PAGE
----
For many years, Sage 50 did not have drill down. In recent years they have added it to some reports but not to all. It’s kind of there – but not fully there.
Correcting Errors in Sage 50
There will always be errors to correct in any accounts package. People do make mistakes. At year end, I often find items misclassified and I want to correct them.
For many years, Sage 50 did not allow corrections as they took the view that this weakened the audit trail. Rather, you had to post a journal to transfer the original figure. What you were left with in your accounts was an incorrect transaction and a correcting transaction. This makes it harder to follow what had happened.
They have amended that in recent versions but its not perfect. Some, but not all, transactions can be corrected but often to correct those all other users have to be out of the system – the multiuser issue. Additionally, finding and editing the transaction is cumbersome. Overall, I don’t like how they do handle corrections.
Collaboration in Sage 50
If you want to collaborate with your accountant using Sage 50, you have to share a backup. The accountant can make changes, if they also have the software, and then they send you back a backup. You can’t work on your data while the accountant is working on it as restoring his backup will overwrite the work that you have done.
This is very cumbersome compared to what’s possible with any of cloud packages where the data lives in the cloud and anyone with a browser can work on it, more or less, at the same time.
To overcome this issue Sage have introduced Sage Drive. I have read about this feature but have not yet met anyone who is using it. I have been looking at the Sage Guides for Drive and its seem complicated enough.
Reporting in Sage 50
Reporting in Sage 50 is mixed. They have lots of reports and often many variants of the same reports. Almost everything that you need is covered within the reports.
Reporting can be slow – you can monitor the status of the report as it is being built and it does seem slow. The bigger your data base the slower it will be.
Some reports have little settings that can catch you out. For example, if you are running an aged customer balance report for your year end, the report automatically defaults to including any payments after the year end. This means that it won’t be showing you the actual customer balances as at the year end. For me, that’s a strange default.
The Profit and Loss and Balance Sheet Reports all come from an element called Chart of Accounts. With this the user can edit/configure the Profit and Loss or Balance Sheet to suit themselves.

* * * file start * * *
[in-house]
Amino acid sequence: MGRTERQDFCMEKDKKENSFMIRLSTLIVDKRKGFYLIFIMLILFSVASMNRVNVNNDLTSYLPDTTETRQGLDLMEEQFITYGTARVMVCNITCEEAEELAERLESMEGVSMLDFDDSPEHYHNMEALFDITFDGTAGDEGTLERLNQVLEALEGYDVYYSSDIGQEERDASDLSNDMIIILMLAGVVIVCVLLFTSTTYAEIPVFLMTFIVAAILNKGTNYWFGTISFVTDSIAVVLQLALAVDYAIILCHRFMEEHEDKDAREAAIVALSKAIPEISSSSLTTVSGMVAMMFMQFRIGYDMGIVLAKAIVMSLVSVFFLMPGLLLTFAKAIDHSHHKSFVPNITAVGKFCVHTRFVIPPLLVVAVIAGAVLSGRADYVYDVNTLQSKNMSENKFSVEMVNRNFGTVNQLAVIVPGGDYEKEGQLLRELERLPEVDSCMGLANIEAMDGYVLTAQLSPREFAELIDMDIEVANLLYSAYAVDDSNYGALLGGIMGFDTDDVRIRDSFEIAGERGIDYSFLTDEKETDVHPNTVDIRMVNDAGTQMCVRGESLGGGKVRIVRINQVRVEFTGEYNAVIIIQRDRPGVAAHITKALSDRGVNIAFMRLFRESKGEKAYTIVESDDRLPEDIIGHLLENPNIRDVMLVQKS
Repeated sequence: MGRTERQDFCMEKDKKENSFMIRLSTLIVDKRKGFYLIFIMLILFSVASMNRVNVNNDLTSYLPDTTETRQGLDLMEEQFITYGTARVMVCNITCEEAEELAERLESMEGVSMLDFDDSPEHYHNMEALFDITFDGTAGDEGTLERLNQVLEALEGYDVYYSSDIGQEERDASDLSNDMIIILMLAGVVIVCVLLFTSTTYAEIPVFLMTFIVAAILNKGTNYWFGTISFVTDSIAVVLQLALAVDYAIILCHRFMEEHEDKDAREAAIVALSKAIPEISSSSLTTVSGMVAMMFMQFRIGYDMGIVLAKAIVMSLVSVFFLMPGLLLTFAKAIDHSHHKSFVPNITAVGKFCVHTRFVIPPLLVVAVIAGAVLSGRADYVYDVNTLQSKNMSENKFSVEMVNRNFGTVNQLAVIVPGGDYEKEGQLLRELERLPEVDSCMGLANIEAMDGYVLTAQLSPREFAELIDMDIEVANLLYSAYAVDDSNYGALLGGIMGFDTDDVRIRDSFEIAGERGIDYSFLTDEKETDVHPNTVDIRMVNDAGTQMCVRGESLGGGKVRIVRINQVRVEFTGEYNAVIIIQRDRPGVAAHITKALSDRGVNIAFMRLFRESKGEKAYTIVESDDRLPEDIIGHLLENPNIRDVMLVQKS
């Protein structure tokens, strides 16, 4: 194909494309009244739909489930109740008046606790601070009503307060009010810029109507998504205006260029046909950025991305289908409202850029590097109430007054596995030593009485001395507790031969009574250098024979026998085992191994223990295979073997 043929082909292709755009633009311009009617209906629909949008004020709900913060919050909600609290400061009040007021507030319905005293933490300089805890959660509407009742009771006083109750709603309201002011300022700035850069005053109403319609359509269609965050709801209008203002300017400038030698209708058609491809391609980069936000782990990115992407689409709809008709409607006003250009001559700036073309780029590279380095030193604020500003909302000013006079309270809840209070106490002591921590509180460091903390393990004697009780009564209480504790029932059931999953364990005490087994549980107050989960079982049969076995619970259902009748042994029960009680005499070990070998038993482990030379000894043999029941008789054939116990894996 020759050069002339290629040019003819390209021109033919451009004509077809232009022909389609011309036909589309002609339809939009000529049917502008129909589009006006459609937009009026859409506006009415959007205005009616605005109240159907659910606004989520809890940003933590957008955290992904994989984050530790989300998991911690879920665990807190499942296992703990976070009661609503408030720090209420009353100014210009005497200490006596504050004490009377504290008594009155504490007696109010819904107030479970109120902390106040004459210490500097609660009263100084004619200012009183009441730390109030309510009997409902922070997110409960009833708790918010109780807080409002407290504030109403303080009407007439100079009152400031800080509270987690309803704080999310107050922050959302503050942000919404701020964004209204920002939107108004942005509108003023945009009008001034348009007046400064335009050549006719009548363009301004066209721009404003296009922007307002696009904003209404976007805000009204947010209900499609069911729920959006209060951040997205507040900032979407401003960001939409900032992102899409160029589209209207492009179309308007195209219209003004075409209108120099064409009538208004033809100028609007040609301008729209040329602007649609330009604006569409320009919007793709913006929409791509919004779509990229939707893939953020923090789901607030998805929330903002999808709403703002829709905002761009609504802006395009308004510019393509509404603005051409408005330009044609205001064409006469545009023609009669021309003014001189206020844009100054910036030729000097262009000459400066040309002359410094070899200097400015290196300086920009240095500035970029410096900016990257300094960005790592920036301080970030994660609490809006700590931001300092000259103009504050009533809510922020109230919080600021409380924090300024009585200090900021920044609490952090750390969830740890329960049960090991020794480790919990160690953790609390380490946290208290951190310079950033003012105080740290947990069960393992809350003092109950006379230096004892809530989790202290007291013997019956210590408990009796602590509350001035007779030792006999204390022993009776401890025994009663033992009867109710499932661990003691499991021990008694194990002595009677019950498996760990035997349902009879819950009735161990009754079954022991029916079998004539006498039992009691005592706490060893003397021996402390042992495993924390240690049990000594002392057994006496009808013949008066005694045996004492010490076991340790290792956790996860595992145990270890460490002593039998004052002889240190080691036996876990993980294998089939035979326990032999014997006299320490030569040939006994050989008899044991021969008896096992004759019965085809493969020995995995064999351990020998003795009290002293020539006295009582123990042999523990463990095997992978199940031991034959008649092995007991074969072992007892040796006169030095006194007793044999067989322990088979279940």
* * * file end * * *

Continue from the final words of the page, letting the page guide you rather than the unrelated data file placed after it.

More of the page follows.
Once you have set it up, you can add or edit accounts. If you don’t update your Chart of Accounts to allow for the changes that you made, this may put your chart of accounts off.
I regularly see balance sheets that do not balance because of adding new accounts. Its not difficult to fix but it can take a bit of time and not everyone notices the reports are out of balance so could be working with incorrect information.
If you want to create a new report, Sage provide a Report Builder. I have yet to come across any one who uses this. For most businesses, writing a report is a rare requirement and most businesses don’t have the time to learn how to use the report writer to do one report.
One alternative is to outsource the writing of the report. Another alternative is to export the report to Excel and play around with the data to get the report that you want. Again, not everyone wants or can do that.
Overall, while there’s a lot that is good about Sage 50 Reporting there remain a number of problems.
Integrating Sage 50 with other Applications
I am not aware of any applications that integrate with Sage 50.
Sage is a large company with many other products. Sage want you to buy their products so they don’t make it easy for you to buy another module, say an inventory management module, from someone else and integrate it with theirs. They prefer you to buy their inventory module.
Overall Cost of Sage 50
Sage 50 was always expensive compared to other products. They seem to have reduced the pricing so that they are more competitive now.
If you are buying it today, you have three options. Sage 50c Essentials cost € 25 per month. This is a basic package for 2 users and one company. The next package is the standard package. This allows for 2 core users and up to 10 companies and allows you to track stock and have multiple departments.
The Sage 50c Standard Package costs € 80 per month. This allows 2 users work with up to 10 companies and it handles stock and projects/departments. It doesn’t have multicurrency.
Finally they offer the Professional Version which adds departments, projects, sales orders and purchase orders and foreign currencies. This costs € 155 euro per month.
The essentials compares reasonably well with competitive products. The Standard seems more expensive than the competition and the Professional is very expensive compared to alternatives.
Is Sage 50 right for you?
If you use accounting software mainly for compliance purposes then Sage will do that for you. On the other hand, if you want to be more hands on and to use your accounting software to get good information about what exactly is happening in your business then Sage is not as good for that.
In my experience, the way things are developing, business owners are much more comfortable with software and they want software that they can use themselves. The want to be able to access their business information on a phone or a tablet and Sage 50 is not a good fit for that.
Sage 50 is not a product that I recommend to my clients. If you have read some of my other blogs, you will realise that I encourage my clients to “own their own accounts”. In my opinion, Sage 50 doesn’t support that approach as well as the competition. For the money they are asking, you will usually get a better solution elsewhere.
Over to you
What do you think? Have you experience of Sage 50? Am I missing something? Let me know if you agree or disagree.